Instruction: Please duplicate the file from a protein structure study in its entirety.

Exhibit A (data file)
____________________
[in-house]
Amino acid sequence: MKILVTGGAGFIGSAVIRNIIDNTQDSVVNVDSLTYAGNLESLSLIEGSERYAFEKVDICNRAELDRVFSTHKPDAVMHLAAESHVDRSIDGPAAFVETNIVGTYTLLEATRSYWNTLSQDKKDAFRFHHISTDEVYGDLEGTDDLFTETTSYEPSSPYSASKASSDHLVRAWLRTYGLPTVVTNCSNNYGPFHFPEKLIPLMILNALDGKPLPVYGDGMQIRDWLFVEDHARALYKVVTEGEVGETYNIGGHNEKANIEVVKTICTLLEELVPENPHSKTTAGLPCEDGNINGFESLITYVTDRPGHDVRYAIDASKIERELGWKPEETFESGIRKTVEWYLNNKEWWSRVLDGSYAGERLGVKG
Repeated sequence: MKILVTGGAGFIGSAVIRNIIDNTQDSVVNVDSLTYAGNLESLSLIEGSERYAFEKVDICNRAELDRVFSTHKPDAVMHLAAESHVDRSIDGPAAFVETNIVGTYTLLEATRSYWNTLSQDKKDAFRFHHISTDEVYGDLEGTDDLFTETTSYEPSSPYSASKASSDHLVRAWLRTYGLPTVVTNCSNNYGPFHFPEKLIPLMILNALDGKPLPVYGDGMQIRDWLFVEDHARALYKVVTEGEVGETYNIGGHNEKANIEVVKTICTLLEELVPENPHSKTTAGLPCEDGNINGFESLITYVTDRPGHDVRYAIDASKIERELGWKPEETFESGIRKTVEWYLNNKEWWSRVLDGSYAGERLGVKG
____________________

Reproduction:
[in-house]
Amino acid sequence: MKILVTGGAGFIGSAVIRNIIDNTQDSVVNVDSLTYAGNLESLSLIEGSERYAFEKVDICNRAELDRVFSTHKPDAVMHLAAESHVDRSIDGPAAFVETNIVGTYTLLEATRSYWNTLSQDKKDAFRFHHISTDEVYGDLEGTDDLFTETTSYEPSSPYSASKASSDHLVRAWLRTYGLPTVVTNCSNNYGPFHFPEKLIPLMILNALDGKPLPVYGDGMQIRDWLFVEDHARALYKVVTEGEVGETYNIGGHNEKANIEVVKTICTLLEELVPENPHSKTTAGLPCEDGNINGFESLITYVTDRPGHDVRYAIDASKIERELGWKPEETFESGIRKTVEWYLNNKEWWSRVLDGSYAGERLGVKG
Repeated sequence: MKILVTGGAGFIGSAVIRNIIDNTQDSVVNVDSLTYAGNLESLSLIEGSERYAFEKVDICNRAELDRVFSTHKPDAVMHLAAESHVDRSIDGPAAFVETNIVGTYTLLEATRSYWNTLSQDKKDAFRFHHISTDEVYGDLEGTDDLFTETTSYEPSSPYSASKASSDHLVRAWLRTYGLPTVVTNCSNNYGPFHFPEKLIPLMILNALDGKPLPVYGDGMQIRDWLFVEDHARALYKVVTEGEVGETYNIGGHNEKANIEVVKTICTLLEELVPENPHSKTTAGLPCEDGNINGFESLITYVTDRPGHDVRYAIDASKIERELGWKPEETFESGIRKTVEWYLNNKEWWSRVLDGSYAGERLGVKG